When Dr. Michelle Oblak, a veterinary surgical oncologist at the University of Guelph’s Ontario Veterinary College (OVC), in Canada, first met Patches the dachshund, the dog was suffering from a cancerous skull tumor so large, it was weighing down her head.
The tumor had to come out but removing meant that part of Patches’ skull would have to be removed. So, in a North American veterinary first, according to an announcement from OVC, Oblak 3D-printed her a replacement.
Oblak studies the relationship between human and canine cancers as co-director of the University of Guelph’s Institute for Comparative Cancer Investigation. She first pinpointed the exact location of Patches’ tumor and then teamed up with an engineer from Sheridan College to create a three-dimensional model of the dog’s head and tumor. This allowed her to plan out the difficult surgery and determine the exact dimensions of the skull plate she needed. Oblak enlisted ADEISS, an Ontario-based 3D-medical-printing company, to make the piece she needed.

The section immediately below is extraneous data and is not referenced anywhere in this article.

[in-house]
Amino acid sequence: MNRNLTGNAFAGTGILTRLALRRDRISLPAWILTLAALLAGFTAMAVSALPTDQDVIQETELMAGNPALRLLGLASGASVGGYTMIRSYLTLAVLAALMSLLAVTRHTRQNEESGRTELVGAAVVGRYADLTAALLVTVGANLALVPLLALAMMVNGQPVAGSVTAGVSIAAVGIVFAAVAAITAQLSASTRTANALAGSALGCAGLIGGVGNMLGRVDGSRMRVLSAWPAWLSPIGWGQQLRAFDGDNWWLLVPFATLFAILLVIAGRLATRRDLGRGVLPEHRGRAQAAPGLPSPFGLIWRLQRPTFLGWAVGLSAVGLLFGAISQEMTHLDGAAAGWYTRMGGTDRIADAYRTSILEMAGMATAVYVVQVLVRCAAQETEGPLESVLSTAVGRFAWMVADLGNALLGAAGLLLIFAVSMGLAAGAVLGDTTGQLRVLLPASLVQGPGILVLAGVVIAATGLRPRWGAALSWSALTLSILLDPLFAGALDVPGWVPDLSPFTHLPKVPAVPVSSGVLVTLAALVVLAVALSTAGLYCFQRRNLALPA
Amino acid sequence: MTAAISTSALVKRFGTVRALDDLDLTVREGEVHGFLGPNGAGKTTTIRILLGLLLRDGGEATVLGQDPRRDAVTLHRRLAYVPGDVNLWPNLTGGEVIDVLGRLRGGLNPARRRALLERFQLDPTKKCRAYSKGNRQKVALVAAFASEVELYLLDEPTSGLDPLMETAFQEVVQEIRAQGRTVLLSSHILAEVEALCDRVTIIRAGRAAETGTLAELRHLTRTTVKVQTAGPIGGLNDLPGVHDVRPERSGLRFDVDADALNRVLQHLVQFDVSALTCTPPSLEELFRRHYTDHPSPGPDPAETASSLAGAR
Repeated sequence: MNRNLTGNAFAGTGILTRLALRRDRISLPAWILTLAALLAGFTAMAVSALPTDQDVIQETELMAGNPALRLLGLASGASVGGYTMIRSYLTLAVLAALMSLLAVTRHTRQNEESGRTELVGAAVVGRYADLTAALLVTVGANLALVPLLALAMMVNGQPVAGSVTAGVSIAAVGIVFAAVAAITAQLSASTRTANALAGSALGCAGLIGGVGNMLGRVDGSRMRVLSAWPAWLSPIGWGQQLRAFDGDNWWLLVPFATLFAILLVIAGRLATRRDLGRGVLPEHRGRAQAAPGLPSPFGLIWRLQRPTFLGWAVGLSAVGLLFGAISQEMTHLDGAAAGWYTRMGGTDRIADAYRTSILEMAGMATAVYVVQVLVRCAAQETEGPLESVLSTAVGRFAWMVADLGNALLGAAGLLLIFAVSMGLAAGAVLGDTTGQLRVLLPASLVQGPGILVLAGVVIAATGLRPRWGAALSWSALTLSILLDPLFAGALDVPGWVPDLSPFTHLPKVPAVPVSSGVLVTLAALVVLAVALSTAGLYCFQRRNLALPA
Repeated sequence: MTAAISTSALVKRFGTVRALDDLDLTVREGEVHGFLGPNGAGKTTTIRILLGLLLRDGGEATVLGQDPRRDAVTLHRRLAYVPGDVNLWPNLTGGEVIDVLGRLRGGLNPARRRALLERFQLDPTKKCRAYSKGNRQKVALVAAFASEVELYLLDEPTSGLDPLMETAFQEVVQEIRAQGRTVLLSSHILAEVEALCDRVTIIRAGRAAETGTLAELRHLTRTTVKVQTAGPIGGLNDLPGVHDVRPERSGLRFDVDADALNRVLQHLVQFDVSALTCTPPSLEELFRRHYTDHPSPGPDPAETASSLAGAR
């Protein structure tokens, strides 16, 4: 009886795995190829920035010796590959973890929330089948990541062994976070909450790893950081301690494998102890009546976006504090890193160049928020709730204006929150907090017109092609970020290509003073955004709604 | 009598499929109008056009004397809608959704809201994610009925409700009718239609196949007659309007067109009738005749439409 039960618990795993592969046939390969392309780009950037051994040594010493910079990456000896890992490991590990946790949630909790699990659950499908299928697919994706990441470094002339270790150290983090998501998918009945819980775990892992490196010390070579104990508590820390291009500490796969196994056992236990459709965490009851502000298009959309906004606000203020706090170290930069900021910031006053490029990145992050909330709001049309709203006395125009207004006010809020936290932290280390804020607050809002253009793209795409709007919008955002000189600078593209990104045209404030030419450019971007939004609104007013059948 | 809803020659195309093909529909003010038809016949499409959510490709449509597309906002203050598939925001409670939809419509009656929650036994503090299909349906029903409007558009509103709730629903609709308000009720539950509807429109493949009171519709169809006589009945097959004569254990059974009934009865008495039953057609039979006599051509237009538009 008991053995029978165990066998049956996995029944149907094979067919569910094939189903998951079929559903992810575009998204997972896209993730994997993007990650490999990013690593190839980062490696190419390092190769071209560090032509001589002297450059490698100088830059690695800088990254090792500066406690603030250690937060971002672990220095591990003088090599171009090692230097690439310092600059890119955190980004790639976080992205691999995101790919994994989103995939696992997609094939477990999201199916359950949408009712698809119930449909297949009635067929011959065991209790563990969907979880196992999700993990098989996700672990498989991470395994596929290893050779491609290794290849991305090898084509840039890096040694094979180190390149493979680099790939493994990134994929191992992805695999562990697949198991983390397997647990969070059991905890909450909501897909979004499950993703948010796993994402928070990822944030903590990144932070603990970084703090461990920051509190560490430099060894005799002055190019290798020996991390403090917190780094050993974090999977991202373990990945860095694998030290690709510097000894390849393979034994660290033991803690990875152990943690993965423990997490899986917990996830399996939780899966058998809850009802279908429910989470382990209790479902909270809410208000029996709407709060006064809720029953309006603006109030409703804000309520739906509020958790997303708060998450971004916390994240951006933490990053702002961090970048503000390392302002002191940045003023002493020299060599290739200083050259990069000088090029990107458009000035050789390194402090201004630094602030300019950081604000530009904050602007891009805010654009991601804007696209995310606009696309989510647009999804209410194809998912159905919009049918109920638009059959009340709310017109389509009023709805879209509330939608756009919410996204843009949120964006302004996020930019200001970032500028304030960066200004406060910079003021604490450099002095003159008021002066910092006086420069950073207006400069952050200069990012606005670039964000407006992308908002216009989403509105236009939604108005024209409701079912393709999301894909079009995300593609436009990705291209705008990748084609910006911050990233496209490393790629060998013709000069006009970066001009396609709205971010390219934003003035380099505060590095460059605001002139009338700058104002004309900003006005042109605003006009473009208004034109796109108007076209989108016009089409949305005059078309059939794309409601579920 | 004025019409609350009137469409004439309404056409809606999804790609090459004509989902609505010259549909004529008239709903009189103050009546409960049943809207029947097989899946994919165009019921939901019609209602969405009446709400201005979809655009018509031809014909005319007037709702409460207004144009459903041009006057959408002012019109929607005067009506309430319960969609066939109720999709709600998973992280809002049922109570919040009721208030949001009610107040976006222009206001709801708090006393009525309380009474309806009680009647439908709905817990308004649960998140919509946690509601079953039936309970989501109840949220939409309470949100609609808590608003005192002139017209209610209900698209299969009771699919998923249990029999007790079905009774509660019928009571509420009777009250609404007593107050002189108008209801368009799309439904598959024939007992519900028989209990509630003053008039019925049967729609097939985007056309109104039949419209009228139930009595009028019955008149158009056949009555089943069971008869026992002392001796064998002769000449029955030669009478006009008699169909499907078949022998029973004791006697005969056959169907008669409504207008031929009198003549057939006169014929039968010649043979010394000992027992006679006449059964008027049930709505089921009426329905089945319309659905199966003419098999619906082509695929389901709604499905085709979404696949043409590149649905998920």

It is now more likely that in the future, other experts will perform similar procedures on additional dogs and perhaps on people as well. The 9 year old doggo did well.